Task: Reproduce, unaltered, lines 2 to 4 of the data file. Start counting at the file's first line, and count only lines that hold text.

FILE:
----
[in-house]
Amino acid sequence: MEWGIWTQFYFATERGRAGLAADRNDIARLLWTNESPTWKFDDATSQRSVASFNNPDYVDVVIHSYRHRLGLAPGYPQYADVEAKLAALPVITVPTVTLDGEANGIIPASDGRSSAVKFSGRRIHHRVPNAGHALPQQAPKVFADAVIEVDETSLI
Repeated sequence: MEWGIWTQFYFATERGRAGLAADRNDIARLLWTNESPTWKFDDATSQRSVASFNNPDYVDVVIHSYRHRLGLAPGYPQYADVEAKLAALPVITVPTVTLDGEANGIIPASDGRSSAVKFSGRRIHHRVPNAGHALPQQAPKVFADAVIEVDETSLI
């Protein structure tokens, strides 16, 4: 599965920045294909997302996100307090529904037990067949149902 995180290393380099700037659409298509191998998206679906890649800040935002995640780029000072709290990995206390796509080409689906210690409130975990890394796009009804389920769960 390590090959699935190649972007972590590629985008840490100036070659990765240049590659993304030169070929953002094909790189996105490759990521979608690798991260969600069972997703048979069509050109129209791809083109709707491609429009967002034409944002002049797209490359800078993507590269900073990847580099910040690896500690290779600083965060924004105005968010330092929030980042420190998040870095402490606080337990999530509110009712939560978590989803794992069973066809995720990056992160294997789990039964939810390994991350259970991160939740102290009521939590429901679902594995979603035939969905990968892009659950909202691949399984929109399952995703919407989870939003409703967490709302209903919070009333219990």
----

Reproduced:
Amino acid sequence: MEWGIWTQFYFATERGRAGLAADRNDIARLLWTNESPTWKFDDATSQRSVASFNNPDYVDVVIHSYRHRLGLAPGYPQYADVEAKLAALPVITVPTVTLDGEANGIIPASDGRSSAVKFSGRRIHHRVPNAGHALPQQAPKVFADAVIEVDETSLI
Repeated sequence: MEWGIWTQFYFATERGRAGLAADRNDIARLLWTNESPTWKFDDATSQRSVASFNNPDYVDVVIHSYRHRLGLAPGYPQYADVEAKLAALPVITVPTVTLDGEANGIIPASDGRSSAVKFSGRRIHHRVPNAGHALPQQAPKVFADAVIEVDETSLI
């Protein structure tokens, strides 16, 4: 599965920045294909997302996100307090529904037990067949149902 995180290393380099700037659409298509191998998206679906890649800040935002995640780029000072709290990995206390796509080409689906210690409130975990890394796009009804389920769960 390590090959699935190649972007972590590629985008840490100036070659990765240049590659993304030169070929953002094909790189996105490759990521979608690798991260969600069972997703048979069509050109129209791809083109709707491609429009967002034409944002002049797209490359800078993507590269900073990847580099910040690896500690290779600083965060924004105005968010330092929030980042420190998040870095402490606080337990999530509110009712939560978590989803794992069973066809995720990056992160294997789990039964939810390994991350259970991160939740102290009521939590429901679902594995979603035939969905990968892009659950909202691949399984929109399952995703919407989870939003409703967490709302209903919070009333219990």